This newt is considered the most toxic vertebrates on the planet, producing more toxin than puffer fish or South American poison dart frogs (both have the same toxin). Each newt has enough toxin in its skin to kill 15-20 humans. And it’s not immune to its own poison. If the toxin is injected into a newt it will kill it. But the molecule is large and cannot be absorbed through the skin so handling a newt is not a problem. The toxin must be ingested. 

I don’t believe a heron could neutralize the toxin. The garter snakes actually don’t do anything to the chemical structure of the toxin to neutralize it either. The toxin affects nerve cells associated with the muscles. In nerve cells there is what is known as a sodium channel; a protein structure in the membrane that facilitates the passage of sodium ions into the nerve cell. This balance of sodium ions is essential for the nerve to function properly. Basically, the toxin, which is a large molecule, binds to the protein at the top of this channel in a way that blocks sodium from entering the channel and going into the cell. Think of plugging the end of a tube with a cork. The garter snakes produce a slightly different configuration of the protein forming the sodium channel. The toxin still binds to it but in a way that doesn’t block the opening of the channel and still allows sodium ions to bypass it and enter the cell as normal, effectively rendering the toxin unchanged but ineffective. A very cool evolutionary trick. 

Dan Gleason

Owner, Wild Birds Unlimited of Eugene

Ornithology Instructor, retired, University of Oregon

Very interesting on the Garter snakes. We have two species here; sometimes in similar abundance, other times favoring one or the other. The common garter snake, widespread across the country is very colorful. The other species, I forgot the name, is striped sometimes with stripes very strong other times very weak almost absent. And then there were other species in the west as well. Is it known whether all species can tolerate the toxin? Both our species are almost entirely terrestrial, but where I was growing up in California there was a very aquatic one that often caught fish.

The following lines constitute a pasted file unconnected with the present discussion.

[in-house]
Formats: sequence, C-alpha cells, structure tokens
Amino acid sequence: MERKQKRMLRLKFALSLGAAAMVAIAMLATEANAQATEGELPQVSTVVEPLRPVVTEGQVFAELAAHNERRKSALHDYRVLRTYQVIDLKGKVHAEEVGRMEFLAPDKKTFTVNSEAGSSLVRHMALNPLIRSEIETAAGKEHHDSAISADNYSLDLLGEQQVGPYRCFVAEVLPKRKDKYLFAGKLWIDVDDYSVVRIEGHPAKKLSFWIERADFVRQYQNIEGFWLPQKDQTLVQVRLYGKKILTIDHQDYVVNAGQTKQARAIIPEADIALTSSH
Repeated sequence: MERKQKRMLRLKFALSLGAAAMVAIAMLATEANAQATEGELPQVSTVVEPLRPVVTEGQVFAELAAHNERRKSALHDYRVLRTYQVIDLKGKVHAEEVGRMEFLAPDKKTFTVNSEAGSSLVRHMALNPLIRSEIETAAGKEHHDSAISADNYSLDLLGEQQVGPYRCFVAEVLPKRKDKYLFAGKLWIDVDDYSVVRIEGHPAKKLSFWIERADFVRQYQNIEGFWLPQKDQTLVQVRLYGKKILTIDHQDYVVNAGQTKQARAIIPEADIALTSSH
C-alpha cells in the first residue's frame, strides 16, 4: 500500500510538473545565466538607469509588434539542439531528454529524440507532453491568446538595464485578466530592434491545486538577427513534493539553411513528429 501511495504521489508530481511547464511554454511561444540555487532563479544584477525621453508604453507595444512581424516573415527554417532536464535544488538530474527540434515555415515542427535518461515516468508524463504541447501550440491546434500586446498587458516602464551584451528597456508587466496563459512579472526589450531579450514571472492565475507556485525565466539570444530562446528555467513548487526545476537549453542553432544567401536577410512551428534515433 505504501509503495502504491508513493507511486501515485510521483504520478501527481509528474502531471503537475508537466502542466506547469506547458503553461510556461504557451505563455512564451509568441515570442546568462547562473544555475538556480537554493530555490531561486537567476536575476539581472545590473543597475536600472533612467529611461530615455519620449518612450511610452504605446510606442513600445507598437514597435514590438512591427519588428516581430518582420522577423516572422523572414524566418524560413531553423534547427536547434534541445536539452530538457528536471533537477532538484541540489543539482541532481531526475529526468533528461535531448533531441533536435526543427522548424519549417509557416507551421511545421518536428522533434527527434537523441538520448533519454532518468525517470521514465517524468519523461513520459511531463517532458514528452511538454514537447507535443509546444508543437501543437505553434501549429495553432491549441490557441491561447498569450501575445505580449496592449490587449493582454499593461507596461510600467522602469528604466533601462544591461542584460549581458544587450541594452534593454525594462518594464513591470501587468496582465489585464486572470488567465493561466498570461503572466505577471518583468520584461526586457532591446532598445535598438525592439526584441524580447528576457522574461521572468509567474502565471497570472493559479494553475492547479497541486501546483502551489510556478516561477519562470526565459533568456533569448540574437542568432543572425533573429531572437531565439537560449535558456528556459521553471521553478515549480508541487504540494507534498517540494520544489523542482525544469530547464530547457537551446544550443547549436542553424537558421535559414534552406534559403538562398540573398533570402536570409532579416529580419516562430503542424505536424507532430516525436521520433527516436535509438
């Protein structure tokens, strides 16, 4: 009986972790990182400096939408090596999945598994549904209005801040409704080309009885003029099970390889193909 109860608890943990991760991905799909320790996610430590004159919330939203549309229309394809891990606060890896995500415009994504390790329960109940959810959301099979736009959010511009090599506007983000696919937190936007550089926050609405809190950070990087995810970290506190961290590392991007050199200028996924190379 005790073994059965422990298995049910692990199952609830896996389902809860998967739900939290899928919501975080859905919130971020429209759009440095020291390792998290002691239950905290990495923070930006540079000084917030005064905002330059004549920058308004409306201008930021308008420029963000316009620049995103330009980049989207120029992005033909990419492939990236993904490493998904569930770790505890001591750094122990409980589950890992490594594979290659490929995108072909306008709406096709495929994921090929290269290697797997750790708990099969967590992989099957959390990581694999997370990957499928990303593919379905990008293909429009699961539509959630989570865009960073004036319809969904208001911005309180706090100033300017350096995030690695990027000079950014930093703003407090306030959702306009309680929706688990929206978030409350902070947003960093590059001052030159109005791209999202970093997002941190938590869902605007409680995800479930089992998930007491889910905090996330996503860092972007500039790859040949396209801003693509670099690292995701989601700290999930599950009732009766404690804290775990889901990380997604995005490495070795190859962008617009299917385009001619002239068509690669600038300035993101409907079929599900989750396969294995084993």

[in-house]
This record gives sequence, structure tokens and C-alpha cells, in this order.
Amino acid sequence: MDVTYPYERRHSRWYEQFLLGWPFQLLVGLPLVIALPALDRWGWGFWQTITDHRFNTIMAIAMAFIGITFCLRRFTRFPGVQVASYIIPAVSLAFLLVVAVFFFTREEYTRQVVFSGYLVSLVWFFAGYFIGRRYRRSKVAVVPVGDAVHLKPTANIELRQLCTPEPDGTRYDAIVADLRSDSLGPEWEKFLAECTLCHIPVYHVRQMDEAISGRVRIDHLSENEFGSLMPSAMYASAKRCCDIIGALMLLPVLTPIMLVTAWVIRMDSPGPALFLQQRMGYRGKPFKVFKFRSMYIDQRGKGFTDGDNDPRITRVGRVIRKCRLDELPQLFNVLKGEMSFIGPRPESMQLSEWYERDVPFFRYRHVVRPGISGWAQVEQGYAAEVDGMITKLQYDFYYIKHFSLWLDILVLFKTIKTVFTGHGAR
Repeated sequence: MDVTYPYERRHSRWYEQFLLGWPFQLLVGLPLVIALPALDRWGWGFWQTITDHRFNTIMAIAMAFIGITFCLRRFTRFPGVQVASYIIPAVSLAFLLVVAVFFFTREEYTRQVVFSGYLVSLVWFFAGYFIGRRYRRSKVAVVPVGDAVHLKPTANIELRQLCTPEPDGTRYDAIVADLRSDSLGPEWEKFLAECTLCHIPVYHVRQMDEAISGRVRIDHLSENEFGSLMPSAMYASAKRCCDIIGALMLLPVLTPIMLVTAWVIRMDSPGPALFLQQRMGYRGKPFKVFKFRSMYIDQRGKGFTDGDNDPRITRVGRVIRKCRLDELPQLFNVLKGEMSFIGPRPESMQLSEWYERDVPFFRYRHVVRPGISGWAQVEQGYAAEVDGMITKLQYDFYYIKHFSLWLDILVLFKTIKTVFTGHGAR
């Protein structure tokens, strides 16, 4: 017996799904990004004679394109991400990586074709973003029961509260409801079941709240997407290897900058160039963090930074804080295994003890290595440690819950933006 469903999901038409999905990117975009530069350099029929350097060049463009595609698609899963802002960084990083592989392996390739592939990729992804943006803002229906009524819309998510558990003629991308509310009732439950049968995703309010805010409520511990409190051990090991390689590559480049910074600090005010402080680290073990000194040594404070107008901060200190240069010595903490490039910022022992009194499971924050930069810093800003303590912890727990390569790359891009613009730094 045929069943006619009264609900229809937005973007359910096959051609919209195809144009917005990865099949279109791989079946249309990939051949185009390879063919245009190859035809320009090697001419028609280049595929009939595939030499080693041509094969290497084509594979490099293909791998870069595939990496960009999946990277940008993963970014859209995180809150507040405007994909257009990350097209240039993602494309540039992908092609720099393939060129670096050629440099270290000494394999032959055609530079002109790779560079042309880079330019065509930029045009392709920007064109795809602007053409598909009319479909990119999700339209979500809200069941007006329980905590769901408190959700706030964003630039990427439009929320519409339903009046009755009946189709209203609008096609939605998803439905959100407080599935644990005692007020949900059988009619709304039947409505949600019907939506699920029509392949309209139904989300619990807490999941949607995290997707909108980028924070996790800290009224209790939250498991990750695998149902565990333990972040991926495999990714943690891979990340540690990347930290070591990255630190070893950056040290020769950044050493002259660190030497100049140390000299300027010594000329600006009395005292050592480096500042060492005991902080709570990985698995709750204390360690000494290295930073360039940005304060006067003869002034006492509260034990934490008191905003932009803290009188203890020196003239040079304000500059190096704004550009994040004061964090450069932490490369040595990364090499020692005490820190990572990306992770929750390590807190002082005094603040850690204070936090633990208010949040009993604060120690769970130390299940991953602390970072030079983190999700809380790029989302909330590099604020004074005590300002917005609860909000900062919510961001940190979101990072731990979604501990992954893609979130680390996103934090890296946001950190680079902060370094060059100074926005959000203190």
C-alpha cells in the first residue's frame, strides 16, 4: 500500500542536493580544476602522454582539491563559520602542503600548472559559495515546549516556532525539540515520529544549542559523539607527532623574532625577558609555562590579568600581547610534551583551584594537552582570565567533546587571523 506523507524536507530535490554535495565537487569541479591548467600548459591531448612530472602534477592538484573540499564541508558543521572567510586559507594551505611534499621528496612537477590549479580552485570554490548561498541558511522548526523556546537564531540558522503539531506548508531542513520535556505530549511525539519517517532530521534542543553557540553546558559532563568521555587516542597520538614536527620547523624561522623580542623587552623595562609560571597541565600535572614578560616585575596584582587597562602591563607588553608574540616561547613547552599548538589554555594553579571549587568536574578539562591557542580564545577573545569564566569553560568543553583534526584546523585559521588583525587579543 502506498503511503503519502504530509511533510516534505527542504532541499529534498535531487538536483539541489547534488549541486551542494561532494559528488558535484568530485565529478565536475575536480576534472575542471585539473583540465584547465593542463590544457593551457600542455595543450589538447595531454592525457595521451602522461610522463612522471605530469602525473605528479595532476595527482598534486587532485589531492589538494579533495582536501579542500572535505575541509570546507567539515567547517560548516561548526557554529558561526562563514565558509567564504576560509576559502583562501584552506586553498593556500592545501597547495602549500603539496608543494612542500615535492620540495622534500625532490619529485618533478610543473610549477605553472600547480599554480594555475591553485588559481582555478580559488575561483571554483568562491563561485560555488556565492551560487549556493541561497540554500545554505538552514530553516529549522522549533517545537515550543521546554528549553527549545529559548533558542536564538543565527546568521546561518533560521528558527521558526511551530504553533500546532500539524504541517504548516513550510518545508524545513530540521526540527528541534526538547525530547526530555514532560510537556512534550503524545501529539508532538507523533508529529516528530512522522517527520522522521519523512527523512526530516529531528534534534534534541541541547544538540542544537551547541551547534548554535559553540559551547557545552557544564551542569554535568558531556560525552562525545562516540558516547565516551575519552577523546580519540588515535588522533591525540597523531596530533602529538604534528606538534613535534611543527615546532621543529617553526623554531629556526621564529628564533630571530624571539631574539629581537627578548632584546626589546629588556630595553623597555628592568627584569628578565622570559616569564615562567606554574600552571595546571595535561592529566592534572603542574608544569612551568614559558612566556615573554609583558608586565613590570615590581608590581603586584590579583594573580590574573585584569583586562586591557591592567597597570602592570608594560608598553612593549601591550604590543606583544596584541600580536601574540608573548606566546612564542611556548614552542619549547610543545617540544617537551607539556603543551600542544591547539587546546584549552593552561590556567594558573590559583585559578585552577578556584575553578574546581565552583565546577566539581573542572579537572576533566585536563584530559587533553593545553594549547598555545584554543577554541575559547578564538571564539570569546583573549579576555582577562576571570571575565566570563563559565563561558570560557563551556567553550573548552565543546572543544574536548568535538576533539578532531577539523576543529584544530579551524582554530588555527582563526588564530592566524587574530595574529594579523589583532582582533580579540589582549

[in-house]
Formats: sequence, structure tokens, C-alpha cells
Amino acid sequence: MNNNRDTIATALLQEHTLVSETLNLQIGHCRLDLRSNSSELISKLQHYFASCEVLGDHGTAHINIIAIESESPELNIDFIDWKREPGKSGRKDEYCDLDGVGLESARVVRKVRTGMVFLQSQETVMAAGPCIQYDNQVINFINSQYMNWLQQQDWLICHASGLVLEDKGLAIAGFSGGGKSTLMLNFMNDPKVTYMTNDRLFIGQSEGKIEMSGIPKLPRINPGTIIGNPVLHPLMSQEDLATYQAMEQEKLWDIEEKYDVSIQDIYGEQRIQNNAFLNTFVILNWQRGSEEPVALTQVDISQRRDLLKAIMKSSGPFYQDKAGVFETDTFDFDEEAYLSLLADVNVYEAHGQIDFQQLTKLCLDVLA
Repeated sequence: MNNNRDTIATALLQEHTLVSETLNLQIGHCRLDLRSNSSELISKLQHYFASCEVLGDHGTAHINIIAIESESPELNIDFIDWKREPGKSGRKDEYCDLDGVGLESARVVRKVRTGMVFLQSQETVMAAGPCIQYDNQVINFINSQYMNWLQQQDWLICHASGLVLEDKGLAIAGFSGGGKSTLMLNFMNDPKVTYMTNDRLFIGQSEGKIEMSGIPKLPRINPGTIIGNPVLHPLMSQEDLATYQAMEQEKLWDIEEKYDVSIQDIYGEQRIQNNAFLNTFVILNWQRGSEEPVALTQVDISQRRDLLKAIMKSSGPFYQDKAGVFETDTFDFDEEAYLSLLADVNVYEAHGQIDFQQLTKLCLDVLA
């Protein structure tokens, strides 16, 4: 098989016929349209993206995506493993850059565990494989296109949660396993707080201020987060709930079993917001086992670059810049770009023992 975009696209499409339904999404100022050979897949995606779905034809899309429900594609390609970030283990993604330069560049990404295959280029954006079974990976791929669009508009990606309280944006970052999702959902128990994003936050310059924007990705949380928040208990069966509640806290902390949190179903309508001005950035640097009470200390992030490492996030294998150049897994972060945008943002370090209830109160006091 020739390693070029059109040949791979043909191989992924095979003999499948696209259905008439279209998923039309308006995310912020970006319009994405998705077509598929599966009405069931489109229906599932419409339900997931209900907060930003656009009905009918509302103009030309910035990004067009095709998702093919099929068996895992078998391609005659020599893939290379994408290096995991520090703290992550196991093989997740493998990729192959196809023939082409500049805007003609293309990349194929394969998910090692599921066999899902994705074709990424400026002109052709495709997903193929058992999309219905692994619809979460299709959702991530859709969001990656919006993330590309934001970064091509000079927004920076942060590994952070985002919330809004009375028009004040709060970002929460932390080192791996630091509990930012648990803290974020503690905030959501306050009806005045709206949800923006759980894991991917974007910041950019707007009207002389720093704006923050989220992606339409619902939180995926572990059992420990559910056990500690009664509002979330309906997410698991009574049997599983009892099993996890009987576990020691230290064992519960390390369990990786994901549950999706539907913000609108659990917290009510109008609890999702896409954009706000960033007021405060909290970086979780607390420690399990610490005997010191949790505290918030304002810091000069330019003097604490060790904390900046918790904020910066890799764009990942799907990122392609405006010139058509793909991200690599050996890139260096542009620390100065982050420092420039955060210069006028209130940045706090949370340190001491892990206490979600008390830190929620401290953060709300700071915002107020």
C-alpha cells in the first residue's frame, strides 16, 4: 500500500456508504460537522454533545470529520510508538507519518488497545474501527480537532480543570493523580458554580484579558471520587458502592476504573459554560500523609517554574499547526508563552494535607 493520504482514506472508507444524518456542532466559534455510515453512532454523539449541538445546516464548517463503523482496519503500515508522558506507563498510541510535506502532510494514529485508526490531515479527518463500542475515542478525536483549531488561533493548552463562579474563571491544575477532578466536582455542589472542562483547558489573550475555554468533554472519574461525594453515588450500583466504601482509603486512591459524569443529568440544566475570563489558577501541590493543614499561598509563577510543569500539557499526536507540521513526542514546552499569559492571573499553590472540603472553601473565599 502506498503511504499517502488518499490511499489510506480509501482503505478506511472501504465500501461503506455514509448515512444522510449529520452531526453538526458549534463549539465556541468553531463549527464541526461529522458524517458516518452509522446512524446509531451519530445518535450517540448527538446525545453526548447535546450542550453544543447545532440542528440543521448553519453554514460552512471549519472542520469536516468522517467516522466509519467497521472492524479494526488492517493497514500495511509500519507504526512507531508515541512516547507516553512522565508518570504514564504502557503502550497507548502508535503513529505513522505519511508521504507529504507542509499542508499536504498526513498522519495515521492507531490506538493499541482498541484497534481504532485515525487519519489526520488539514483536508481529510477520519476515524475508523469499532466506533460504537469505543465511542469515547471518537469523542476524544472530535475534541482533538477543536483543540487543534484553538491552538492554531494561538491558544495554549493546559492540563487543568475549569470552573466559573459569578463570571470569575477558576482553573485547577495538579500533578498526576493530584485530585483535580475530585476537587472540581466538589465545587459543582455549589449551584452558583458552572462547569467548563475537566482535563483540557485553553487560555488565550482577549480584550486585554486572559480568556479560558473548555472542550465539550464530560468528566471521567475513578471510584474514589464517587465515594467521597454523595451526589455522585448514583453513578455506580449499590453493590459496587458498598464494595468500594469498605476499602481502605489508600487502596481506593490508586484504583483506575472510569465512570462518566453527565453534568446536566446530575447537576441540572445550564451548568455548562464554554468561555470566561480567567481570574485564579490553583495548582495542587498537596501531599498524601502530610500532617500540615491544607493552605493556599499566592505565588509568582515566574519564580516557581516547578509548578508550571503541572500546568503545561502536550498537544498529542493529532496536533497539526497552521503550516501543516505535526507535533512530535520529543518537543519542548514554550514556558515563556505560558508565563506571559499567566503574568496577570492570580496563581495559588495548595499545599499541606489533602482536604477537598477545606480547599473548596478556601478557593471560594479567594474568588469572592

–Robert O’Brien

Regarding garter snake resistance to tetrodontin poisoning, another
cool factoid is that snakes in areas where newts are more common
have greater resistance than snake of the same species in areas
where newts are not a primary prey.  Evolution, baby.

As to the heron, I wonder if, maybe, the critter being eaten was
a Northwestern Salamander rather than an actual Rough-skinned
Newt.  Northwestern salamanders produce a glue-like protein as a
defense.  They also produce toxins, but do not have significant amounts
of tetrodonin toxins.

Mike Patterson
Astoria, OR


A number of years ago I photographed a great egret trying to eat newts at the south end of Eckman Lake near my house.  The egret would pick up the newt and hold and maneuver it for awhile and then would drop it and shake its head vigorously appearing to try and rid its bill of scent or toxin.  It did this 4-5 times before giving up and moving away.

Roy Lowe

Waldport, OR

I remember the Crater Lake Study.  If I remember the study I eluded
to yesterday (I have the paper in a filing cabinet somewhere), garter
snakes had greater resistance to toxicity (and they emphasized that it
was resistance, not immunity) in areas where a principle prey item
was newts, than in places where they didn’t eat newts.

And the reverse was also true.  Newts had greater levels of tetrodontins
in populations where snake predation was high.  Snakes were driving newt
toxicity and newts were driving snake resistance.

So, not all newt populations are equally toxic.

The Crater Lake newt population is a very special, endemic population,
Taricha granulosa mazamae.  They have less orange on the belly.  The
dark plus orange color is warning coloration in many species of animals.
There may be a connection between loss of this coloration and reduced
toxicity.  I suspect that there ain’t much garter snake predation up
there, either.
Mike Patterson
Astoria, OR

Robert O’Brien            


Interesting about the Barred Owl.

I’m pleased to see that the lowly Rough-skinned Newt is holding its own against the mega-cute Sea Otter on OBOL.

FYI  I’m leading tours to view the newt in my back yard.  Priced reasonably.

As to the Barred Owl vs. Newt battle, it probably not a happy situation if Barred Owls are or are becoming Newt immune or Newt adverse.

Spotted Owl and Newt habitat coincide I would guess. It seems likely that Spotted Owls are Newt adverse? Would be ‘cool’ I guess if the Newt could assist the Barred Owl control measures.  Sadly, given the numbers of Barred Owls ‘taken down’ in the control measure it seems the Newts are not doing their fair share.